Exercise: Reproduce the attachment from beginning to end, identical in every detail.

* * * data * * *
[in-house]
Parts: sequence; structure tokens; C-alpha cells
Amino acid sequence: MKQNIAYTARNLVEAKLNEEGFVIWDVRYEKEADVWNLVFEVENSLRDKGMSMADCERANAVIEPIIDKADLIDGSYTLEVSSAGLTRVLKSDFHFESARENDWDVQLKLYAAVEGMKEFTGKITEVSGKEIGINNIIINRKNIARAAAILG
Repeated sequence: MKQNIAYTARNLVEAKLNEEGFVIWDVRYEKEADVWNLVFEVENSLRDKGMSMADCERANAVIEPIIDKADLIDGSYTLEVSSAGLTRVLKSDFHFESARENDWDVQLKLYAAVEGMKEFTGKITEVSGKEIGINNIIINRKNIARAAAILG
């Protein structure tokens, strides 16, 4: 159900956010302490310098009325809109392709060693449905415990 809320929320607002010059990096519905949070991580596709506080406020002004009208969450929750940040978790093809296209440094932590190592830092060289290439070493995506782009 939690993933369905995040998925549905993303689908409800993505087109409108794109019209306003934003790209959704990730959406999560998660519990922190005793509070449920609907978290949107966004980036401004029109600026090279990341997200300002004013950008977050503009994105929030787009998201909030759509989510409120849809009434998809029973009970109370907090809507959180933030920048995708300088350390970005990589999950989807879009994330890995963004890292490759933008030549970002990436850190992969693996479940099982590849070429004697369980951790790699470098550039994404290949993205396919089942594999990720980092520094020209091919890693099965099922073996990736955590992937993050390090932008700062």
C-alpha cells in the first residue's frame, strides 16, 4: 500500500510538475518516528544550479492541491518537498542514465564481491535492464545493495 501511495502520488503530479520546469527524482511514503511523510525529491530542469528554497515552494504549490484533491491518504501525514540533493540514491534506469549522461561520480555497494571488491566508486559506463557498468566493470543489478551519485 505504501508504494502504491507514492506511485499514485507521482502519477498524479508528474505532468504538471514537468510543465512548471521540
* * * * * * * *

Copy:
[in-house]
Parts: sequence; structure tokens; C-alpha cells
Amino acid sequence: MKQNIAYTARNLVEAKLNEEGFVIWDVRYEKEADVWNLVFEVENSLRDKGMSMADCERANAVIEPIIDKADLIDGSYTLEVSSAGLTRVLKSDFHFESARENDWDVQLKLYAAVEGMKEFTGKITEVSGKEIGINNIIINRKNIARAAAILG
Repeated sequence: MKQNIAYTARNLVEAKLNEEGFVIWDVRYEKEADVWNLVFEVENSLRDKGMSMADCERANAVIEPIIDKADLIDGSYTLEVSSAGLTRVLKSDFHFESARENDWDVQLKLYAAVEGMKEFTGKITEVSGKEIGINNIIINRKNIARAAAILG
């Protein structure tokens, strides 16, 4: 159900956010302490310098009325809109392709060693449905415990 809320929320607002010059990096519905949070991580596709506080406020002004009208969450929750940040978790093809296209440094932590190592830092060289290439070493995506782009 939690993933369905995040998925549905993303689908409800993505087109409108794109019209306003934003790209959704990730959406999560998660519990922190005793509070449920609907978290949107966004980036401004029109600026090279990341997200300002004013950008977050503009994105929030787009998201909030759509989510409120849809009434998809029973009970109370907090809507959180933030920048995708300088350390970005990589999950989807879009994330890995963004890292490759933008030549970002990436850190992969693996479940099982590849070429004697369980951790790699470098550039994404290949993205396919089942594999990720980092520094020209091919890693099965099922073996990736955590992937993050390090932008700062």
C-alpha cells in the first residue's frame, strides 16, 4: 500500500510538475518516528544550479492541491518537498542514465564481491535492464545493495 501511495502520488503530479520546469527524482511514503511523510525529491530542469528554497515552494504549490484533491491518504501525514540533493540514491534506469549522461561520480555497494571488491566508486559506463557498468566493470543489478551519485 505504501508504494502504491507514492506511485499514485507521482502519477498524479508528474505532468504538471514537468510543465512548471521540